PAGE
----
Deriding Derrida

Obfuscatory and certainly overrated he was, but perhaps we are slowly approaching something like an honest appraisal of Jacques Derrida, a midwit philosopher not without nuance, though it was often difficult to identify among the verbiage.

He was, for a time, the king of theory, the verbose form of analysis that gobbled up literary criticism in the Anglophone world in the 1980s and onward, emerging initially from the May 68 generation in France (though intriguingly, Derrida himself sat that one out.) The theory wars of those years have created generations of critics who have learned to theorise but not to criticise, arguably. But perhaps, like all pendula, it has begun to swing back again as that generation ages and a new generation has its own concerns and modes of expressing them.

Undoubtedly, though, literary analysis has suffered at the dead hands of Derridean deconstruction. We have lived in the long shadow of what Anthony Burgess might have termed Frenchified madness for far too long. However, it must be said that, among the anti-semites, paedophilia apologists and spoofers of that era, Derrida (and Cixous, and certainly Arendt) is far from the worst.

Prospect mag features a review of a new biography of Derrida, which is intended to provide some nuance to the polarised perspectives he generates. For some, and I find myself largely in sympathy, he is one of a school of French obscurantists who had little love of language or literature and a significant debt to Marxism, and who did more damage to literary criticism than contributing to its development. For others, he was a key voice in a generation of French theorists who provided new ways of looking at cultural production.

Anyhow, Derrida’s star may have waned, and perhaps not enough, but it seems that he will be with us for some time yet. One waits (in vain) for similar sober reappraisals of others of that era, in particular the preposterous Badiou, the overblown Foucault and especially the charlatan Lacan.

Riddley me this

So, after a summer hiatus, there’s a new post on the Ponying the Slovos blog, the first of three looking at Russell Hoban’s post-apocalyptic novel Riddley Walker on the occasion of its 40th anniversary.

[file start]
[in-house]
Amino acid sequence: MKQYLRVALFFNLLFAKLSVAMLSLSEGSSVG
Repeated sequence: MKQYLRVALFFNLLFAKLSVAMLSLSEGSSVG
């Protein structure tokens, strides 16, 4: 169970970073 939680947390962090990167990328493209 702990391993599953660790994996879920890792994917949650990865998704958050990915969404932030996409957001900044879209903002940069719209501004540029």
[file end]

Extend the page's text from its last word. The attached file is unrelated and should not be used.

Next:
Hoban’s novel, like A Clockwork Orange, deals with dystopia by distorting the language, the very means of communication between author and reader. A broken world is revealed piecemeal via broken English.

Can we talk about Riddleyspeak as a language in itself? It’s obviously derivative of English and is supposed to be that English which has evolved over 2000 years following a civilisational collapse. In that regard, by its own premises, it fails. A mere 13 centuries after Anglo-Saxon and Caedmon’s hymn, English is entirely unrecognisable compared to its forebear tongue, whereas Riddley Walker’s English is mostly comprehensible to us on first sight.

Perhaps that is nit-picking, since books are written to be understood and read.

Anyhow, more here.

Stranger in a Brave New World

Recently I’ve been researching Heinlein, for the ongoing project on Buddhist futurism, but also in light of Farah Mendelsohn’s recent book, which I have sitting on the shelf, waiting to be read properly.

I thought it would be worth catching up on existing criticism of Heinlein first before tackling her magnum opus, so among other things, I picked up a copy of “The Martian Named Smith”, a thin but weighty text on Stranger in a Strange Land by William Paterson Jr and Robert Thornton.

Amazingly, the second hand copy I purchased was the one that Paterson had given to his father, before he died.

The book was as I say slight as in short, but managed to be incredibly dense on detail and panoramic on perspectives on what remains an influential and also controversial novel. This is not necessarily surprising, as Paterson was a great scholar of Heinlein, perhaps the best to date.

What most struck me, though, was that this density and range of perspective was aimed at undergraduate readers, perhaps even secondary school students. I derive this conclusion from the fact that each chapter had debate questions at the end for discussion in class.

This book was published in 2001. What an odyssey we have embarked upon since then. Paterson and Thornton’s work exudes a sense of the scholarly mission. It acknowledges different schools of thought, weighs up seriously competing perspectives and ideologies. It’s becoming hard to imagine such a text emerging nowadays, when polemic and activism are supplanting the pursuit of knowledge.

The present is a strange land, and this book, like so much scholarship from the (even very recent) past, seems a stranger in it.